Guyana’s first president, Raymond Arthur Chung, OE, died at his Bel Air Springs home yesterday at 12.45 pm from multiple medical complications, his wife Mrs Doreen Chung said. He was 90 years old.
The former president, who was the country’s first Head of State and Commander-in-Chief of the Joint Services, had been in and out of hospital over the past two months. He returned home from the hospital last Friday.
Mrs Chung told Stabroek News that two medical doctors and the nurse, who were caring for him over the past year, were with him at the time of his death.
Shortly before he died, she said, he was preparing to have a meal of soup and she had teasingly told him not to give the nurse a hard time. He said nothing but looked at her. “I wasn’t even thinking about death. I left to take a shower,” she said adding that was the last time she saw him alive because by the time she returned he had died. “I felt that he purposely did not want me with him when he died,” she said.
They had been married for 54 years, she said.
Contacted for a comment on his death, both PNCR Leader Robert Corbin and PPP/C General Secretary Donald Ramotar expressed their parties’ condolences to his family members, relatives and friends.
Corbin said Chung had been a beacon of hope having been Guyana’s first President at a time when much healing was necessary coming after the struggle for independence which was mixed with ethnic tensions.
He would be remembered in the annals of the country’s history.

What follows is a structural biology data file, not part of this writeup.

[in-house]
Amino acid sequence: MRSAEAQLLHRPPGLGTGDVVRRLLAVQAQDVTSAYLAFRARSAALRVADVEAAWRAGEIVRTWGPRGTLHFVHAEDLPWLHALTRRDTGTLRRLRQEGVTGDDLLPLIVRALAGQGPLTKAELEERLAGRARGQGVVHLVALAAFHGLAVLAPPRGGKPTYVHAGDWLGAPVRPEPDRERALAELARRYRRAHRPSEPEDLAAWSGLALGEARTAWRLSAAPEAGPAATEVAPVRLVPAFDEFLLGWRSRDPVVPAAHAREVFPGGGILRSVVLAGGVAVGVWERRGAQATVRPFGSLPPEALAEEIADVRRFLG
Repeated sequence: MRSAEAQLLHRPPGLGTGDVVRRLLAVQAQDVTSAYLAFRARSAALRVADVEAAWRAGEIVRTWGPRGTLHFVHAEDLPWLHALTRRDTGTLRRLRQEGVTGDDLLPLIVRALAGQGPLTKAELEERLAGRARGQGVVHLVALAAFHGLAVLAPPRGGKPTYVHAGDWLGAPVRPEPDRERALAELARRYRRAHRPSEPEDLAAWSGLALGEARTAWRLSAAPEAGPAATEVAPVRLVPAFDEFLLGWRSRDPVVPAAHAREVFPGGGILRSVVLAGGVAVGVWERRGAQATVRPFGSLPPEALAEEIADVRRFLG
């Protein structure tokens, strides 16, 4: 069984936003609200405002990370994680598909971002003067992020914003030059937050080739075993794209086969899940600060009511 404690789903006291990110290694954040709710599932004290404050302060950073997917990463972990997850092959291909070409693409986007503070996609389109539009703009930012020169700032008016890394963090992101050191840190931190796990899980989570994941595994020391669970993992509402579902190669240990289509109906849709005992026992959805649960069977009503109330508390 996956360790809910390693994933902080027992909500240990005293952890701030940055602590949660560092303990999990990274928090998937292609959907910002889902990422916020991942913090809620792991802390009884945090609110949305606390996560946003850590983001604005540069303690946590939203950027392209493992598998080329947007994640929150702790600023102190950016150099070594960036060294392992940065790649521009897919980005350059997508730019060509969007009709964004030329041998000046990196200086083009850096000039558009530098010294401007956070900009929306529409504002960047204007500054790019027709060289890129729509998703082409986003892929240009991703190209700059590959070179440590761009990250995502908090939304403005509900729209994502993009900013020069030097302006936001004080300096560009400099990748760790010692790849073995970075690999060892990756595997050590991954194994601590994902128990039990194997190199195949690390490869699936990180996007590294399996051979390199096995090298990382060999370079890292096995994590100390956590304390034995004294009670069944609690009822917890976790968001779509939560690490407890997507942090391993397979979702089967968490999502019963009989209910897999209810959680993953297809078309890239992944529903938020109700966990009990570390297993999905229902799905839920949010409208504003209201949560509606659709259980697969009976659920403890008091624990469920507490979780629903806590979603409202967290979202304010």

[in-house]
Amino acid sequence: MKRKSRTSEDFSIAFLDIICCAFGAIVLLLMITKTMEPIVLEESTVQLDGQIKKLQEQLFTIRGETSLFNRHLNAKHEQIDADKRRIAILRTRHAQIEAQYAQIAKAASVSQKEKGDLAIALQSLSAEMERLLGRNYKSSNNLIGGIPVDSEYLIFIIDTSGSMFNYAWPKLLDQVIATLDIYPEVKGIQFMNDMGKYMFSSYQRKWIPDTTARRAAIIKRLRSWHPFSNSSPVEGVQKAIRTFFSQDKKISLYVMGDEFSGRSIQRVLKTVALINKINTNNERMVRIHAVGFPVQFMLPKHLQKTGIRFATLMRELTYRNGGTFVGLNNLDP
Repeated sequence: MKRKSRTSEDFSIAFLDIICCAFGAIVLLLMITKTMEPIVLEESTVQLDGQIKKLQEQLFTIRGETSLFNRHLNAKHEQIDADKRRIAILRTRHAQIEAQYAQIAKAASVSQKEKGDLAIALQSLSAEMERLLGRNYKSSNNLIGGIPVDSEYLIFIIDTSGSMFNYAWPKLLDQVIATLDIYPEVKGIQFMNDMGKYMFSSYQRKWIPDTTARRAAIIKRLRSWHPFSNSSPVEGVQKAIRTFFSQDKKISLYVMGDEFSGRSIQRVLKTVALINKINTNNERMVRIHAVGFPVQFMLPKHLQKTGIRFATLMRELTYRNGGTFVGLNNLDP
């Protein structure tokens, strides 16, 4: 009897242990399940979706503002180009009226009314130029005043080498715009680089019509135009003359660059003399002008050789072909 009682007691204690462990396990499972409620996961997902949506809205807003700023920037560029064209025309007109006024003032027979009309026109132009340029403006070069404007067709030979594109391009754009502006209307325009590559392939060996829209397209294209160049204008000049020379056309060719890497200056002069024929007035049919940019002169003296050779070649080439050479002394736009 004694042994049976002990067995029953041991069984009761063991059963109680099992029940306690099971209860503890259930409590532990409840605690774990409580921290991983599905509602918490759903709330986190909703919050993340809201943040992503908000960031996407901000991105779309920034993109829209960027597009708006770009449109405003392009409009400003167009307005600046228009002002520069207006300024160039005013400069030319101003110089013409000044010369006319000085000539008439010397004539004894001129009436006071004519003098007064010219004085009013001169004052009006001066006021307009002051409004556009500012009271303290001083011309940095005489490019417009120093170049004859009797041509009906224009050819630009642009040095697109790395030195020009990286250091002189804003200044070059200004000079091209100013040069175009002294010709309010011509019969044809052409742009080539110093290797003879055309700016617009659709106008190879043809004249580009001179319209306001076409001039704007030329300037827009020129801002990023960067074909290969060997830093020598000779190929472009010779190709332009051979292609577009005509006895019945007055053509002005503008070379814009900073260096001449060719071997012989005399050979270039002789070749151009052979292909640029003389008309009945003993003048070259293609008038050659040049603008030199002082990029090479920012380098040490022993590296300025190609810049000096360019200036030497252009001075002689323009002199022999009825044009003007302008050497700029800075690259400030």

Ramotar said Chung made his mark on Guyana and had the great distinction of being the country’s first Guyanese Head of State, which was basically a ceremonial position since the real power was in the hands of the Head of Government, who at the time was Forbes Burnham.
It is expected that, the Office of the President, would be making preparations for the funeral which is expected to be arranged once key family members would have arrived.
Chung was born in January 1916 at Windsor Forest, West Coast Demerara and had his early education at Windsor Forest and Blankenburg and his secondary education at Modern High School.
He began his working career as an apprentice surveyor and was later a sworn land surveyor. In the early 1940s he entered the Middle Temple of London, England and qualified in 1947. He returned to Guyana in 1948. In 1953, he was appointed an acting magistrate. In 1954, he was appointed a magistrate and in 1960, he became a senior magistrate. He subsequently served as Registrar of Deeds and of the Supreme Court, then a puisne judge and finally a judge in the Appeal Court in 1963.
In another case, he ruled in favour of the Attorney General against one Cecile Nobrega, but the Full Court of Appeal reversed the decision on an appeal by Nobrega. However, the Attorney General took the case to the Privy Council, which upheld Chung’s original decision.
His last case dealt with the murder trial which arose from the attempted secession in the Rupununi in January, 1969. Three of the accused were ordered to stand trial for murder and seven others were set free.